Credit Suisse to maintain London operations
CEO Tidjane Thiam warns against protectionism and tariffs following Brexit
Credit Suisse has confirmed it will maintain its London operations, but the Swiss bank’s chief executive officer has warned against a descent into protectionism and tariff barriers following Britain’s vote to exit the European Union last week.
In an exclusive interview on Wednesday, CEO Tidjane Thiam told South China Morning Post he feared the Brexit crisis could lead to “populist solutions that would not be conducive to growth in the world economy”.
“We need to make sure we maintain an open economic system, and keep lobbying and arguing for open trade and against tariff barriers to enable growth,” he added.
London and its relationship with the European Union are key to Credit Suisse and its operations in Europe, as Switzerland is not part of the EU.
The EU’s current passporting system allows banks with operations in the UK to access EU markets, but the Brexit vote has left it unclear what Britain’s relationship with the remaining EU states would be should it leave the trading bloc.
Under EU regulations, it can be up to two years for a country formally declaring to the European Council that it wishes to leave, and it leaving, and during the period new arrangements could be negotiated. The UK has yet to officially declare its departure.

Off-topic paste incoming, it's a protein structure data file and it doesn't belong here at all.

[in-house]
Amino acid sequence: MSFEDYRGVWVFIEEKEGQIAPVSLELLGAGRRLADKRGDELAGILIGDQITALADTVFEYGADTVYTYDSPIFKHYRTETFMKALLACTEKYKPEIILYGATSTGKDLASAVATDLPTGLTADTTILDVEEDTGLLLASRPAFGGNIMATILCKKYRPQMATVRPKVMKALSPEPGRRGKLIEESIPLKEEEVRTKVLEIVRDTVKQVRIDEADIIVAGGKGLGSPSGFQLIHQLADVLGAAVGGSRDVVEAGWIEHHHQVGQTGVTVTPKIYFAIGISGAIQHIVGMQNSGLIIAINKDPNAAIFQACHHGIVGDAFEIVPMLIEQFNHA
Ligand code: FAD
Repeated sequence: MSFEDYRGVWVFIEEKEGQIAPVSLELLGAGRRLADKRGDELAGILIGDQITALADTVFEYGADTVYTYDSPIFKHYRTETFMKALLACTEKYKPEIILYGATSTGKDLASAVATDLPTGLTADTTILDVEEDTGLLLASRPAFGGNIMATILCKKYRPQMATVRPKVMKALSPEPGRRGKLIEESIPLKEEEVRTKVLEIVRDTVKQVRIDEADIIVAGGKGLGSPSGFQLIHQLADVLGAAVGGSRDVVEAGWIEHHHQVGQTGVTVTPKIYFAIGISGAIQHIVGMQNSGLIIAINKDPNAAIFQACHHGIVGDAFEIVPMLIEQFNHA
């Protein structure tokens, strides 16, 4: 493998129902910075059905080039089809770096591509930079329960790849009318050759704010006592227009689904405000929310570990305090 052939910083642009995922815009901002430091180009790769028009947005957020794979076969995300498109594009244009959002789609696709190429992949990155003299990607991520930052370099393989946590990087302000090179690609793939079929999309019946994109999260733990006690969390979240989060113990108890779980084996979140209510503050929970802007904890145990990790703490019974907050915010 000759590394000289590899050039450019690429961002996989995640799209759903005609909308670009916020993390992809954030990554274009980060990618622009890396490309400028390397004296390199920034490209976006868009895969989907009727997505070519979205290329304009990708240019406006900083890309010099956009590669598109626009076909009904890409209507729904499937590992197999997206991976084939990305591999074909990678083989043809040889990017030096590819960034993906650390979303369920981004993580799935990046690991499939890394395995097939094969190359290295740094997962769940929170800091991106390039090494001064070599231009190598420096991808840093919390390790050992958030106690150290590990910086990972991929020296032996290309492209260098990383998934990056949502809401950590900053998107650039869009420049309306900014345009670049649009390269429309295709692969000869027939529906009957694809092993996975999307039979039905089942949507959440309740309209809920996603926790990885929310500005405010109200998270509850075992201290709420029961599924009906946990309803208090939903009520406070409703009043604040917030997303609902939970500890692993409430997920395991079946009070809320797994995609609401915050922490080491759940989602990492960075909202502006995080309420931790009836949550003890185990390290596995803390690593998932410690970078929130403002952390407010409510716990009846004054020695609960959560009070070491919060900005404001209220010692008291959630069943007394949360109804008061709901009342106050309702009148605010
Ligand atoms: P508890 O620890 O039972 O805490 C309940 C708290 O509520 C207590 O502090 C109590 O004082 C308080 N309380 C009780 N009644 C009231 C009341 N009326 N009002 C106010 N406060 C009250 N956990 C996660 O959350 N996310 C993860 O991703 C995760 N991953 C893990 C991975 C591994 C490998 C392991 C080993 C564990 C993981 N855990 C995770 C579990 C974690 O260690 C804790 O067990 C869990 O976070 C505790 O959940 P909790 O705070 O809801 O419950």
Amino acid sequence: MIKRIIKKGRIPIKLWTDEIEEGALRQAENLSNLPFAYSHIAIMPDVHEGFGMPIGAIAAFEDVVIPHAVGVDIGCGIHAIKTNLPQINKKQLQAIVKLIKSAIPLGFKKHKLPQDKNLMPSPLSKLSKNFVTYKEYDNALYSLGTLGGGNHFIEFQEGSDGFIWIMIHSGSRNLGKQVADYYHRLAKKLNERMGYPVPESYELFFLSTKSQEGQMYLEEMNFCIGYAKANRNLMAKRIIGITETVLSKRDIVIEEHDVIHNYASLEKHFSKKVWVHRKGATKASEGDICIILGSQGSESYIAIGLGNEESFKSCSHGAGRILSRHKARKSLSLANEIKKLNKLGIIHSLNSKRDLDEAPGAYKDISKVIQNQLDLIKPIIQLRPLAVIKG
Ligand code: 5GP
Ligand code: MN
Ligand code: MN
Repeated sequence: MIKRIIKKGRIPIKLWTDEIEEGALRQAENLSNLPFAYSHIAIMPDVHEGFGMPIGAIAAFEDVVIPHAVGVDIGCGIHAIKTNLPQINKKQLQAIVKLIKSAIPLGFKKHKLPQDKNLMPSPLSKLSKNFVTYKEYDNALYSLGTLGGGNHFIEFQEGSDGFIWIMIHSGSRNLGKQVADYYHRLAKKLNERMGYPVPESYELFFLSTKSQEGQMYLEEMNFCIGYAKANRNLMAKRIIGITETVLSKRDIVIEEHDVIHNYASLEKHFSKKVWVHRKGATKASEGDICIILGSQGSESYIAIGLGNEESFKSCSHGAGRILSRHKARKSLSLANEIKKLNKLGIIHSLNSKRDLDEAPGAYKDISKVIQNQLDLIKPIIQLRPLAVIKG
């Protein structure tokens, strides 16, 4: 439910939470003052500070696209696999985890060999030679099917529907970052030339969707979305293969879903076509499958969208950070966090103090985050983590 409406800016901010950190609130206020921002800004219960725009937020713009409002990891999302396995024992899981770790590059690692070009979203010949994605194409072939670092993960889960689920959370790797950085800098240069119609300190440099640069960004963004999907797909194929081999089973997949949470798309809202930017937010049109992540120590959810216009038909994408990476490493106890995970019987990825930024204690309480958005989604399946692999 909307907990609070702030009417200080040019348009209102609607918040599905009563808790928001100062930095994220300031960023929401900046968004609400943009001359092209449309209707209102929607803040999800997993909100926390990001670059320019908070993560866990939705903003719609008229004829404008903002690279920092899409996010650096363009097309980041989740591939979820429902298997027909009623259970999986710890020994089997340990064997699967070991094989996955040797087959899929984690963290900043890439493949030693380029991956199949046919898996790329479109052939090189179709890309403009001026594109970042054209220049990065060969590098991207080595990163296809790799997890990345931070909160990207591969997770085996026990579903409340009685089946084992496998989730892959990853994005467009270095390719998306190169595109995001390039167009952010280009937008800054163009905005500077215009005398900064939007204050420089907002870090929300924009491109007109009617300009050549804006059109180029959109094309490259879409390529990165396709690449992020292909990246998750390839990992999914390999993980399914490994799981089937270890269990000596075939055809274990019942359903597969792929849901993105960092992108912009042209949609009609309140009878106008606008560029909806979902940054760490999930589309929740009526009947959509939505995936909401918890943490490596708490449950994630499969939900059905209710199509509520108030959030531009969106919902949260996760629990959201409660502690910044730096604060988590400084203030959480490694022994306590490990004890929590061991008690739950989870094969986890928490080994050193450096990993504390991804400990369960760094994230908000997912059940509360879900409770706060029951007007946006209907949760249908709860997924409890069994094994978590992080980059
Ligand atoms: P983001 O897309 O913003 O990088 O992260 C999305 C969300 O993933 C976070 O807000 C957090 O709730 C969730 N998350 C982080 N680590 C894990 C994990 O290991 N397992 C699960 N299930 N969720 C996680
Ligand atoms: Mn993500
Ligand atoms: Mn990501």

“At this stage I think it’s too early to see the medium to long-term implications of the UK’s vote to leave,” said Thiam.
“So much depends on factors that remain unknown.
“We don’t know who will lead the government in the UK when the negotiations with the EU take place, or what or even when they will start to negotiate.”
“On the day of the result being announced, we sent a memo to our staff to say there would be no immediate impact on them.” said Thiam.
“When we know what arrangements the UK has made, we will make a decision, but that is probably two years away.”
In Bern on Tuesday, Reuters reported that the chairman of Credit Suisse, Urs Rohner said the uncertainty caused by Britain’s vote was unlikely to go away in the coming weeks.
“For a long time you won’t know exactly what the road map is. That is the worst thing for the markets,” Rohner was quoted as telling a panel discussion at a Swiss conference.
Many companies across the UK, especially firms which view the country as a springboard into Europe, have been left in limbo by the Brexit decision.
James Coiley, finance partner at British law firm Ashurst, said: “The uncertainty as to what a post-Brexit world will look like means that assessment of key legal and risk implications and forward planning for businesses may be challenging.
“Brexit has the potential to affect the strategy and footprint of many firms,” he said.
“They will need to fight their corner with legislators and regulators in a bid to ensure that they can continue to access markets in their current form, failing which they need to be prepare from now to respond to events as they unfold through the political process.”